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Australia's support continues despite Pandemic

The Australian Government says it will continue to assist Pacific Island countries including Samoa as the global coronavirus pandemic spreads out.

The Australian High Commissioner to Samoa, Sara Moriarty, said there has never been a more important time for Australia to stand with its Pacific family.


“This goes to the heart of Australia’s Pacific “Step Up” – working together to keep our people healthy and safe in uncertain times,” she said in a statement.

The statement released by Ms. Moriarty said with new cases now being recorded in the Pacific, essential Australian personnel are willing to remain in the region to assist Governments. 

“Australia’s highest priority in the Pacific is to keep COVID-19 infection rates as low as possible,” she said. 

“[Our] advice to Australians not to travel overseas will reduce the risk of exposure for the Pacific. 

“Australia continues to work with Samoa across multiple areas to respond to your government’s plan to prepare for, and address, COVID-19.”

Since January, Australia has run public information campaigns to advise communities on avoiding infection. 

“We are providing direct support for laboratories and medical equipment to bolster local services,” she said. 

“We are also providing health experts to work with Pacific Governments, and [...] the World Health Organisation’s regional preparedness plan for the Pacific.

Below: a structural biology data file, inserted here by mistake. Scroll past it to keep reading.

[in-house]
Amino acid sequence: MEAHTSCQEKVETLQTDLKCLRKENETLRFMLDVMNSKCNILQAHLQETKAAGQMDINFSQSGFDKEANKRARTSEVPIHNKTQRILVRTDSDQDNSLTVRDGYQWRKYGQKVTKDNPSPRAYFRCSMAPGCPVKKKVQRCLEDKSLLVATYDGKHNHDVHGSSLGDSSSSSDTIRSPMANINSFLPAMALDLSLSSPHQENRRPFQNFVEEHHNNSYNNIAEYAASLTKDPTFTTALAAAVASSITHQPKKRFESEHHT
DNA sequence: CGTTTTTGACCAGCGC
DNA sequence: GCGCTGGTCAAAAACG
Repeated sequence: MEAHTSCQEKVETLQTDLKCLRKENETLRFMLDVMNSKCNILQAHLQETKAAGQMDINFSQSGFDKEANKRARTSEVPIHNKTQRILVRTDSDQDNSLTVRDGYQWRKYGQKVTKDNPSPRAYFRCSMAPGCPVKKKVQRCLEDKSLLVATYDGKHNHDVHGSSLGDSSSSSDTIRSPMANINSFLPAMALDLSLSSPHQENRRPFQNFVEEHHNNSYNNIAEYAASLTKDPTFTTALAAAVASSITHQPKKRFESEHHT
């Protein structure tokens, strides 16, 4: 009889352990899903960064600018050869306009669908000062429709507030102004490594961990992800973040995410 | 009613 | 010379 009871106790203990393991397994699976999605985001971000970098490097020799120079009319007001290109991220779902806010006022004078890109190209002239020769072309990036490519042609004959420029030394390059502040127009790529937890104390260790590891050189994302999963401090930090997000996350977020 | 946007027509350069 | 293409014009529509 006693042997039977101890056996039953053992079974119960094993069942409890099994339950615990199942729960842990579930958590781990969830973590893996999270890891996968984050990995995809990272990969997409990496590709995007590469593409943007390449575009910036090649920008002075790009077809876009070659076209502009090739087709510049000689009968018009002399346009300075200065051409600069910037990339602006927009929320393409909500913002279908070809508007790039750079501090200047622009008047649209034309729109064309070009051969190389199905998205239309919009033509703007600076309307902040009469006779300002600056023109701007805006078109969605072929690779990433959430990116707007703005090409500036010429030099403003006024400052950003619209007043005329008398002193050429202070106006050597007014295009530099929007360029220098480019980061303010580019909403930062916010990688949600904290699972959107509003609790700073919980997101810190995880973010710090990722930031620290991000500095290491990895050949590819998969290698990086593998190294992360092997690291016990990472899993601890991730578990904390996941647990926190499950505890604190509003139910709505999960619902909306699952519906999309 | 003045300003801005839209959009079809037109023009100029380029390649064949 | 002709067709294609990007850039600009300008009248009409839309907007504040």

“The Pacific Islands Forum and the Pacific Community (SPC) are close regional partners in this effort.”

Ms. Moriarty also stressed that as the virus spreads globally, Australia will increase the assistance it offers to Pacific nations at a commensurate level. 

“Australia’s large network of High Commissions and Embassies in the Pacific remains open. 

“In some cases, non-essential staff will return to Australia, to help reduce the burden on Samoa’s own health system at a time of pressure. 

“Our new diplomatic missions in the region, the Australian Embassy in Palau and the Australian High Commission in Cook Islands, also remain open.”

The majority of Australia’s aid in the Pacific is delivered by local staff; some contractors working on Australian projects have withdrawn staff. 

The Australian Government has worked quickly to make alternative arrangements to ensure essential experts can stay in the Pacific to continue their important work, in partnership with local staff. 

Ms. Moriarty’s statement said that some critical personnel are continuing to work in Samoa’s health ministry, hospitals and clinics, alongside Samoan health workers, as part of a coordinated response.

“Working in partnership with your Government, Australia’s development partnership in Samoa will focus on three areas at this time: support for direct outbreak preparedness and response; support for broader health institutions and systems; and support for broader economic impacts and recovery,” she said. 

The High Commissioner said that Australia was also amenable to helping Pacific islanders and their families who are trying to get home despite the border closure currently in effect for Samoa. 

“Pacific nationals are able to transit through Australia to Pacific destinations, exempt from restrictions now being applied to travelers from other parts of the world.

“We are also working hard to support Pacific students and workers in Australia to return home if they would like to, where flights allow.

“We remain in daily contact with the Government of Samoa and we will respond to future requests for assistance, as they arise.”

   

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